Kirkus Review of Tamburlaine


In Kompes’ (The Middle Man, 2016, etc.) mystery, an aging drag performer tries to save his business—and his life.

Chris Marlowe is just trying to keep everything going: his looks, his sex life, his act, and his failing club, Tamburlaine, which he runs as a tribute to a dead lover. But when he starts a new relationship with a young cook named Ingram, who appears suddenly and offers to revamp Tamburlaine’s kitchen, Chris feels energized in a way that he hasn’t in years. He also reconnects with Jericho Taylor, an old friend and fellow drag performer who went on to Broadway success years ago. Jericho offers to do some performances at Tamburlaine in order to bring in much-needed crowds. Chris is just beginning to enjoy this unexpected second act—performing as real-life 1960s musical comedian Rusty Warren to a packed house—when he suffers a sudden, stroke like attack. A medical examination reveals that someone had slipped aconite into his bourbon to poison him. Chris recovers and gets to work on his big plans for the new Tamburlaine, which include an in-house theater troupe, a stellar restaurant, and a partnership with Jericho; he also continues his courtship with Ingram. Everything is falling into place when Chris is attacked outside the club by someone wielding a barrage of Molotov cocktails. It’s clear that before Chris can enjoy his success, he’ll have to figure out why someone wants him dead. Kompes writes in a confident, playful prose that perfectly captures Chris’ snarky worldview. Here, for example, he describes Chris’ reaction to seeing Ingram eat pie: “Watching young men eat made Chris feel the way he knew Whitman must have felt watching the boys swim in the Hudson.” That said, the novel takes a while to find its feet, as several unnecessary setup chapters weigh down the momentum. But once the story gets going, the reader quickly becomes invested in the mysteries surrounding Chris and his past. The novel’s ending is about as campy and melodramatic as a Tamburlaine show, and readers will likely find that to be a good thing.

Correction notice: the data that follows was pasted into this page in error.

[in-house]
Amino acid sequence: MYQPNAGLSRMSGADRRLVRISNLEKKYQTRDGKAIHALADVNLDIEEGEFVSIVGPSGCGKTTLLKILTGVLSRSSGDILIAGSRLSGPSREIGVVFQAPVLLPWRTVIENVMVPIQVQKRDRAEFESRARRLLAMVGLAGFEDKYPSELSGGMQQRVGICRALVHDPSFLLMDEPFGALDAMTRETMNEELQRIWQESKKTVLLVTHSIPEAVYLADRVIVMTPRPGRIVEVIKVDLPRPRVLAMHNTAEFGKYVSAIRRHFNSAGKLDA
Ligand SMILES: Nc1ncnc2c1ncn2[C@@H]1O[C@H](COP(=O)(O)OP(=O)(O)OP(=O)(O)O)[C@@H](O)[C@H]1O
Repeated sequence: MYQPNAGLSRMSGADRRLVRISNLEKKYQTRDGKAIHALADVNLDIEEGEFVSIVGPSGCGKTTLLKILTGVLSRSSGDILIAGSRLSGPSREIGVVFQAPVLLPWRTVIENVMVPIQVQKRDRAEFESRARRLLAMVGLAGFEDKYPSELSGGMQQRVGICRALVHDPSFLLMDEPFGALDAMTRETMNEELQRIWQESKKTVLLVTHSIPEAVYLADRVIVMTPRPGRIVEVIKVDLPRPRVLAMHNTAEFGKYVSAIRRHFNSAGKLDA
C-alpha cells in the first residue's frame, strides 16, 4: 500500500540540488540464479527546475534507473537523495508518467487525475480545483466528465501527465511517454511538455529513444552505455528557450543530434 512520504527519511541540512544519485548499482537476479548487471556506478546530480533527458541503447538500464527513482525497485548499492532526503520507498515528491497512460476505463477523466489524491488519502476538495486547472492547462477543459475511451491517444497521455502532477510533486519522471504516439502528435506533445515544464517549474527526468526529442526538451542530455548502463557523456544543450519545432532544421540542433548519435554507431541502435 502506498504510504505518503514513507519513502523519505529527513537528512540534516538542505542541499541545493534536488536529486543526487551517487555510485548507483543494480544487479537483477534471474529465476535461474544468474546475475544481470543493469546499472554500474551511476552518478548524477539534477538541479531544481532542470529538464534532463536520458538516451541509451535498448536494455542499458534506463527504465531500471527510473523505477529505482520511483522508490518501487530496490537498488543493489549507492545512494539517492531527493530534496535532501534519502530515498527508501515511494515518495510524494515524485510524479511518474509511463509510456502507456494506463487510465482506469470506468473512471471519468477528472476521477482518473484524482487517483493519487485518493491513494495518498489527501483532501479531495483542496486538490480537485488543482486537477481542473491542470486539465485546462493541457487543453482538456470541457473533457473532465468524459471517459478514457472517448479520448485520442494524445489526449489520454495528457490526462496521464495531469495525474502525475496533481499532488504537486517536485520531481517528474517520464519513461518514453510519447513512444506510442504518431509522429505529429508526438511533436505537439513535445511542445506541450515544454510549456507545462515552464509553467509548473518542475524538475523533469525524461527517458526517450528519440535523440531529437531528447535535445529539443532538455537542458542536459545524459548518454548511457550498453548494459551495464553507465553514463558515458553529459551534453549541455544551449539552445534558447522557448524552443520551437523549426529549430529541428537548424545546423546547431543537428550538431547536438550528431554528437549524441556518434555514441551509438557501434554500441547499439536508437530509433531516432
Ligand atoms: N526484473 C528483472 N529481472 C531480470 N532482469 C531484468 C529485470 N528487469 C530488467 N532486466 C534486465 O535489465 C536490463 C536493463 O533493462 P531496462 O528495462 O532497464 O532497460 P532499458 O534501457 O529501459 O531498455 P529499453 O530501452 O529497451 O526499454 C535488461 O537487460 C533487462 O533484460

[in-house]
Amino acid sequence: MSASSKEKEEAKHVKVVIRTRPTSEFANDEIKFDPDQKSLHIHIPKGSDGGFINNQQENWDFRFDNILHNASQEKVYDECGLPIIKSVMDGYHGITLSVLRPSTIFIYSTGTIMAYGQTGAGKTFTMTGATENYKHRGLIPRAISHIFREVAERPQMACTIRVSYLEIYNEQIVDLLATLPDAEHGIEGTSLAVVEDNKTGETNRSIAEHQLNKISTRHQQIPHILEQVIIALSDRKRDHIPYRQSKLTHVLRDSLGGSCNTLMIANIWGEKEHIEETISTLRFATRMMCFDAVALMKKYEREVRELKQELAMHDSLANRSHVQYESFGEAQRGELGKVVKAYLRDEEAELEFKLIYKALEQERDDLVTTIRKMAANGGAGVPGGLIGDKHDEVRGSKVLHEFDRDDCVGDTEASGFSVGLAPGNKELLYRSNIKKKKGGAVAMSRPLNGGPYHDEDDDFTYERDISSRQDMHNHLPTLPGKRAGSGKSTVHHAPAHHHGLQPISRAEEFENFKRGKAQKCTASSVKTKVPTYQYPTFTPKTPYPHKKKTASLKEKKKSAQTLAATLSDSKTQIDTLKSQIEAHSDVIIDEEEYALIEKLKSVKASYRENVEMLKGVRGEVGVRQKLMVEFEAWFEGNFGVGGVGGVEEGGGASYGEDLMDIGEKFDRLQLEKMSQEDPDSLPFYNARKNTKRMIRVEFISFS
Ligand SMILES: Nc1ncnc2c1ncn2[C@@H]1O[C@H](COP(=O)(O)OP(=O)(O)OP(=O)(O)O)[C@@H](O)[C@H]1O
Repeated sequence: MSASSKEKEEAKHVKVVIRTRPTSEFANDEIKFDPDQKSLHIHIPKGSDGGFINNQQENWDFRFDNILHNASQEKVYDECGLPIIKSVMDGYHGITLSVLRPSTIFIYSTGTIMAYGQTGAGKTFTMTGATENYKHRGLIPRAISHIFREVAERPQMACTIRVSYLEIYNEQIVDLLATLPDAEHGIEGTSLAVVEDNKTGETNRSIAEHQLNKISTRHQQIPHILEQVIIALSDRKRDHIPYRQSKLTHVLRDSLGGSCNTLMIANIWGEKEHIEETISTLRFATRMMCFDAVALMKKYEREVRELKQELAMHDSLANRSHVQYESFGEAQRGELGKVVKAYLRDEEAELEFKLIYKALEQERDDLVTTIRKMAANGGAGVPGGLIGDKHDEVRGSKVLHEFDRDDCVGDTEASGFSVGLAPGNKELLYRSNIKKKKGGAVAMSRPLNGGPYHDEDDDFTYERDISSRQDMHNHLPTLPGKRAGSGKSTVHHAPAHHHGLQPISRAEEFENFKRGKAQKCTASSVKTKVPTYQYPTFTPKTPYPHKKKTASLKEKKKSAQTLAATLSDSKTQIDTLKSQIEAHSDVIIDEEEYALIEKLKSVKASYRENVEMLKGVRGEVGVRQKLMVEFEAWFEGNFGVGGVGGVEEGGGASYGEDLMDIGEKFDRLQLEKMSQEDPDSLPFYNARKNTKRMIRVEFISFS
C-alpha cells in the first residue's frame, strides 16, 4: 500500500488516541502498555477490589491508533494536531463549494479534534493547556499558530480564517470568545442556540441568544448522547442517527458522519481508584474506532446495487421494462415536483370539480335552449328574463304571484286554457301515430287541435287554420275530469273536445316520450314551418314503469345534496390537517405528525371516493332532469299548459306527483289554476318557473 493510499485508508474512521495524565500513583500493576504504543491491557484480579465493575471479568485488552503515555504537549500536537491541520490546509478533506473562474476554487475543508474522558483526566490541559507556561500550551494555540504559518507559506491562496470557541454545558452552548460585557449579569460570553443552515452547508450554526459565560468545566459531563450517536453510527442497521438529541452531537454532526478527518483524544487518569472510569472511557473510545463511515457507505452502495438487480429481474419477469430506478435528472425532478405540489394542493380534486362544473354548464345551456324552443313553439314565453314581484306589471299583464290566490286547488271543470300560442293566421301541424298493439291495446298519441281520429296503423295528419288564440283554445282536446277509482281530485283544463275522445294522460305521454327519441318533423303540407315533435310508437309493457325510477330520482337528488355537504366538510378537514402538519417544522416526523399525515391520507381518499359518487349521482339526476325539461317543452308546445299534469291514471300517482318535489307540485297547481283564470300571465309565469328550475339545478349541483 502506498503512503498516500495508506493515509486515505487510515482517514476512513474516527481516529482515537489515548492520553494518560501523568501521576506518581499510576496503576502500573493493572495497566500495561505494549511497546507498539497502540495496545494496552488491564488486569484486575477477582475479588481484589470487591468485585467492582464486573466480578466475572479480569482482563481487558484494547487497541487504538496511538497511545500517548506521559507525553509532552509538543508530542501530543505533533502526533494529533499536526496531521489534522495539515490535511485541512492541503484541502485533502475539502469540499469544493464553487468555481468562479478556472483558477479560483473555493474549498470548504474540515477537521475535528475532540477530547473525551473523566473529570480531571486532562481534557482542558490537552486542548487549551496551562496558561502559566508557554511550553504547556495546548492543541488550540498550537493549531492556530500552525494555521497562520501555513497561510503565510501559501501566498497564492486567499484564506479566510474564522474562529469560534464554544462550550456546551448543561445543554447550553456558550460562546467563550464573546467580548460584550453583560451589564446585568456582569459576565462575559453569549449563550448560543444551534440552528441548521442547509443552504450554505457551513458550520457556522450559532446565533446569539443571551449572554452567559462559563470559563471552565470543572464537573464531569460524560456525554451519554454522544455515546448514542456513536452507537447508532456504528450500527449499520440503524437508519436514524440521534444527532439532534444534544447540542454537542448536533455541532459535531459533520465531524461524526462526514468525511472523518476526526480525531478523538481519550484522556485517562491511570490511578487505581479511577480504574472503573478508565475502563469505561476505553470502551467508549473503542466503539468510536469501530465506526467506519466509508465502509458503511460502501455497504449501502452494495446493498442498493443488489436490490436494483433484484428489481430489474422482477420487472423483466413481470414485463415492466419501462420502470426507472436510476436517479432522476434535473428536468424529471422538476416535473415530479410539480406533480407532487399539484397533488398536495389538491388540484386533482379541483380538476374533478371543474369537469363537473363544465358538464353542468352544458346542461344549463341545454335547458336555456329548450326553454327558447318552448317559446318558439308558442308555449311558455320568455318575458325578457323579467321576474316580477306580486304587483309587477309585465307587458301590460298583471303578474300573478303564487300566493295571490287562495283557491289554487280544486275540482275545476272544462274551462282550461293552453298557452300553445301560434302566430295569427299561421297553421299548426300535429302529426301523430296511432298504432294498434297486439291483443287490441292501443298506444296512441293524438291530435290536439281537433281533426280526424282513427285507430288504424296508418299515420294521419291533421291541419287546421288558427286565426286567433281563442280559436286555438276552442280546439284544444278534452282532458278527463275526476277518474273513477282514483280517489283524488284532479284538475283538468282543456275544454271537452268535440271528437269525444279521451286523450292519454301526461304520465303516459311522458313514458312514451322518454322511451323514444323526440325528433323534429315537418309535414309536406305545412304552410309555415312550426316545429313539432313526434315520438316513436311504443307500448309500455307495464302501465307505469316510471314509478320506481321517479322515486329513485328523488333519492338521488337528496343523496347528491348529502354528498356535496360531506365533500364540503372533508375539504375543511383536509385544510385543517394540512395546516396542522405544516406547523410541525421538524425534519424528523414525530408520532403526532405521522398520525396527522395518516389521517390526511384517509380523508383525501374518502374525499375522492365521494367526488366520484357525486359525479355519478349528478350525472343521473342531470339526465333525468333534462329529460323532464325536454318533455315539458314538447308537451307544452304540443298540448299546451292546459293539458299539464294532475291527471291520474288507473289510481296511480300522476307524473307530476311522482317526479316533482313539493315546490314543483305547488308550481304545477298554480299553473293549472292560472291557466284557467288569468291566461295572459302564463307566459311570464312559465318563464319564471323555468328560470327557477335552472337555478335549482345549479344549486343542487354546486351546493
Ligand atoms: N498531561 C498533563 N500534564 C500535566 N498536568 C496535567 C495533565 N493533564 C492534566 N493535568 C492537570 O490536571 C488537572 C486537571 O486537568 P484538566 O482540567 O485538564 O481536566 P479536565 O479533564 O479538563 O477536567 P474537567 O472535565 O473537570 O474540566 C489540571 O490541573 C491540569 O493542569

A colorful, surprising novel about an over-the-hill artist grappling with times gone by.

~Kirkus Reviews

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